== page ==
From Butcher to Couturier
Over the course of his career, Daniel Day-Lewis has played an eclectic group of characters on screen. Well known for his method style of acting Day-Lewis is an actor who throws himself completely into any given role, both in front of and behind the camera.
From disabled artist, Christy Brown in My Left Foot to notorious gang leader, Bill the Butcher in Gangs of New York, Day-Lewis has always delivered stand out performances. This commitment to his craft has paid off in dividends, as he’s won three Oscars, four BAFTAs and two Golden Globe for his performances.
One such prolific performance (and arguably his greatest) was that of the greed-driven prospector Daniel Plainview in Paul Thomas Anderson’s modern classic, There Will Be Blood. Now almost 10 years later the pair are reunited for what Day-Lewis is declaring will be his last film ever.
Set in 1950s London, the film follows world-renowned dressmaker, Reynolds Woodcock. A man obsessed with his work to the detriment of those around him. His incredible talent is almost matched by his brazen manner until a young waitress, Alma comes into his life. Instantly enamored by her, Reynolds sees her as a muse but Alma’s strong will soon disrupt the flow of his entire life.
Going Out on a High?
In the leading role of self-confessed “confirmed bachelor”, Reynolds Woodcock, Daniel Day-Lewis plays the role with a brooding intensity that only comes to the surface in short, sharp outbursts. He completely immerses himself in the role allowing the audience to occasionally gaze upon the inner complexities of his character through a stern look or a disingenuous smile. If this is to truly to be his final on-screen role, Day-Lewis certainly goes out on a high.
Playing opposite him is Vicky Krieps as Alma, the waitress who captivates Reynolds and inspires him in his work. However, she is no doe-eyed beauty, helpless in love with a great artist. On the contrary, she is more than fit to handle Reynold’s harsh demeanor. This is where Krieps does really well in the role as she manipulates Reynold’s behind a false projection of shyness. She more than holds her own opposite Daniel Day-Lewis through the subtitles in her performance.
Another performance of note comes from Lesley Manville as Reynolds Woodcock’s “old so and so” (sister). As a domineering maternal figure, Manville’s cold and reserved performance gives the audience a greater understanding of Reynold’s past and how she has come to be such a huge influence in his life.
With Phantom Thread, Paul Thomas Anderson takes a simple premise of a strained relationship between artist and muse and enriches it with rich, twisted characters and some intriguing thematic ideas that transcend the basic elements of the film leaving the audience with plenty to think about long after the credits roll.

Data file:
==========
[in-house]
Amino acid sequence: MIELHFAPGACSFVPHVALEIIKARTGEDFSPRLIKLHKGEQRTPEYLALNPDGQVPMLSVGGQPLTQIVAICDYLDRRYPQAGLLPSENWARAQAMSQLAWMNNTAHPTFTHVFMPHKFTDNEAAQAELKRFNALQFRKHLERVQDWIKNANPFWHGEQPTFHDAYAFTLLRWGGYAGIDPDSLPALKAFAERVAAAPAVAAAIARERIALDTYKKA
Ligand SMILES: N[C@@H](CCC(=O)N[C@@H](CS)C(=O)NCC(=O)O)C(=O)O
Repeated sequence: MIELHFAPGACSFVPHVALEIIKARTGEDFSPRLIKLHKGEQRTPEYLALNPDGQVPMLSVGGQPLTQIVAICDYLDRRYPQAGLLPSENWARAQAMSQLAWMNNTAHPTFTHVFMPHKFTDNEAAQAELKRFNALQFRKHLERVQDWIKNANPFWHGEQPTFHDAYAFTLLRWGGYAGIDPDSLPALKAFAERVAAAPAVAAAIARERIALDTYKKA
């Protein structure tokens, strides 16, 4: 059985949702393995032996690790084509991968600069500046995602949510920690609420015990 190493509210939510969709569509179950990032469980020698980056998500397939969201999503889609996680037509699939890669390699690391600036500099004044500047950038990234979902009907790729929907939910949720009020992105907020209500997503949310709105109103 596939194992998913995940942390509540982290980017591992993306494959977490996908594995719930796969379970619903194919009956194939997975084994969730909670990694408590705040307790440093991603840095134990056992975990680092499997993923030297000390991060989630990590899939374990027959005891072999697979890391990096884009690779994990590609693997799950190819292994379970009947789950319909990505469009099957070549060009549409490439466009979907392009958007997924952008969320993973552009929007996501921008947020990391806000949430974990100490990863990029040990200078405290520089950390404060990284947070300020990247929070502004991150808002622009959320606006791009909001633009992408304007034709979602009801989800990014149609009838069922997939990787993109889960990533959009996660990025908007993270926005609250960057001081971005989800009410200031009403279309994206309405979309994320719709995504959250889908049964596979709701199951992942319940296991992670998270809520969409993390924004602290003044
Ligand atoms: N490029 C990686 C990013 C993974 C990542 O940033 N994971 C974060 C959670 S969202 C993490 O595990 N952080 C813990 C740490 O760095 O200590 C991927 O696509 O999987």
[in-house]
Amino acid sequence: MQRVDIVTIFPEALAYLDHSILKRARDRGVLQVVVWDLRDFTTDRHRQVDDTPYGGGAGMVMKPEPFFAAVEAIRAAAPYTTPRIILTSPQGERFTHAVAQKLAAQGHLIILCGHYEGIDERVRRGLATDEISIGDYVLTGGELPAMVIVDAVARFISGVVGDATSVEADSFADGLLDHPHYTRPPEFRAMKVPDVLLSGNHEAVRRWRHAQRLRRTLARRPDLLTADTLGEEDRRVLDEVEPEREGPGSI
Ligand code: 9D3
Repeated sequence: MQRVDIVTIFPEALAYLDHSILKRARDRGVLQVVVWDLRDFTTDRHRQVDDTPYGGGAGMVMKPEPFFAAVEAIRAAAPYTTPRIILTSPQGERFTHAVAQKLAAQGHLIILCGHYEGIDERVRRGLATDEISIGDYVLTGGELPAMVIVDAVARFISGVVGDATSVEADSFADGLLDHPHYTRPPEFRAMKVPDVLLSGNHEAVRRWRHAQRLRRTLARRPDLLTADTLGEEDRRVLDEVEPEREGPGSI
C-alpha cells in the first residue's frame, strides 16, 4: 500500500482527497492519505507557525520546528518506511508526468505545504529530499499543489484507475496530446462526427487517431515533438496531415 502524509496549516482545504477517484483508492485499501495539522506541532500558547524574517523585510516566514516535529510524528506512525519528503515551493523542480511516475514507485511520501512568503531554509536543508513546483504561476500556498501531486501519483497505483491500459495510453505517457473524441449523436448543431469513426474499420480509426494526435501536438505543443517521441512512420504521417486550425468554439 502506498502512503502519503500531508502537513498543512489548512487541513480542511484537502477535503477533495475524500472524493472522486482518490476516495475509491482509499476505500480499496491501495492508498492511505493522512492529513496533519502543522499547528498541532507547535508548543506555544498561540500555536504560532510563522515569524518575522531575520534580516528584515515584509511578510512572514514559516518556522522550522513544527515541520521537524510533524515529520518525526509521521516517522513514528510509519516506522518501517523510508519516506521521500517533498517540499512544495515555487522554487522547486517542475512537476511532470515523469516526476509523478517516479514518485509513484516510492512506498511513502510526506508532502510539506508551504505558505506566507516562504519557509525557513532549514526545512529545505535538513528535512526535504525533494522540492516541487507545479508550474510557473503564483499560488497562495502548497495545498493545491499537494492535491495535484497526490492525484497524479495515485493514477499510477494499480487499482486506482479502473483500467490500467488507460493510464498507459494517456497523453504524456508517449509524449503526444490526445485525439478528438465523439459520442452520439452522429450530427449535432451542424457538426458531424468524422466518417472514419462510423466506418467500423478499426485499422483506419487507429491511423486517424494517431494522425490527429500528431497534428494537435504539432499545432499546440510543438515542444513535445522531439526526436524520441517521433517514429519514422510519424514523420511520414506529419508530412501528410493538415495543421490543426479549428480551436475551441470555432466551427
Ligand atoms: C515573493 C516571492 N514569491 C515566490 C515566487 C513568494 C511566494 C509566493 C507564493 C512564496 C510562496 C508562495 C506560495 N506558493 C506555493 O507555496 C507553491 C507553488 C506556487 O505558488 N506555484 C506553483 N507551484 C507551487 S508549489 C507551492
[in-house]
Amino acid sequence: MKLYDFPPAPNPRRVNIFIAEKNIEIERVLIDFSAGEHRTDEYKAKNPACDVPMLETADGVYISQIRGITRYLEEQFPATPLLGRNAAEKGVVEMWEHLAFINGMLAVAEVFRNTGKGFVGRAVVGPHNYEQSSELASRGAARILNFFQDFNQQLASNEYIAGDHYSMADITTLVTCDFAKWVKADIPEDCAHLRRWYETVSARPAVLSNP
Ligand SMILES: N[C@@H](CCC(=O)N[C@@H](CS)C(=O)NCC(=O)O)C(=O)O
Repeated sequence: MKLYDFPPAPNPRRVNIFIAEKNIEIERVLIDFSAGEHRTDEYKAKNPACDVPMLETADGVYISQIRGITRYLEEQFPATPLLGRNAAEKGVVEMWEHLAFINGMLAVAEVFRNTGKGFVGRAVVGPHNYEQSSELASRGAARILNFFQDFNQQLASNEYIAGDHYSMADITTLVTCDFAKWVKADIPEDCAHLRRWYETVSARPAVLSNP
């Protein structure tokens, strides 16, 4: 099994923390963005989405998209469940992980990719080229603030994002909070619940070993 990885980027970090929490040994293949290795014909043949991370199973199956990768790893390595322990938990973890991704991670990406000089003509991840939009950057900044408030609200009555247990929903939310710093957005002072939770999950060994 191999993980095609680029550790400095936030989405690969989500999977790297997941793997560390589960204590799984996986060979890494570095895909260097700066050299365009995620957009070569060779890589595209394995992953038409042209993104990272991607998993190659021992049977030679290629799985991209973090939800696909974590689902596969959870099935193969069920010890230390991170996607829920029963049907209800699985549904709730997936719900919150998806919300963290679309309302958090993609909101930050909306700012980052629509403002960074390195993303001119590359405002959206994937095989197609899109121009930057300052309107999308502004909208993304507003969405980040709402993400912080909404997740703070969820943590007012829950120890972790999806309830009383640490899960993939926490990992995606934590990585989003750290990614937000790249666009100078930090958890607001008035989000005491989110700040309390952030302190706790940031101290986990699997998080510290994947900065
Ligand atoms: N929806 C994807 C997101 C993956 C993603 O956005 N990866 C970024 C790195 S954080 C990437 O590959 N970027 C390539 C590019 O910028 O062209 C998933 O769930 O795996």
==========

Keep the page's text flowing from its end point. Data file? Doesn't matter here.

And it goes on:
Old-School Filmmaking with a Modern Twist
This is down to the complex relationship that exists between Reynolds and Alma. What starts as a fairly off-kilt coming together, soon descends into a bizarre power struggle between the two with elements of sadomasochism. Despite these shifts in the relationship being significantly different from each other, Thomas Anderson ties them together quite well through his strong screenplay.
What is clear from the film is that Paul Thomas Anderson has a great affinity for the visual aesthetics of classic Hollywood and employs this kind of look for the film through some terrific costumes and set design. He takes old-school filmmaking techniques and adds a modern twist to them making the film always engaging, even through the lull periods of the second act.
It is here where the film falters somewhat. With a running time of over two hours, the film is too long. The strong opening is bookended with a great third act, but the middle the film at times feels like it is going nowhere making it almost a slog. However, the revelations of the third act make the film not only worthwhile but it warrants a second viewing.
One of the best aspects of the film is the score from Radiohead’s, Jonny Greenwood. His piano-driven score is one of pure elegance and grace that blends perfectly into the background of every scene it features in. It has an old-fashioned sensibility to it that would make it fit into the works of Hitchcock with ease.
With Phantom Thread, Paul Thomas Anderson crafts a twisted tale of love that shrouds the sadomasochism in the power struggle and changes in dynamics between the two main characters. With terrific performances by the entire cast (especially Daniel Day-Lewis) and an Oscar-worthy score from Jonny Greenwood, the film stands as another great in Paul Thomas Anderson’s back catalog.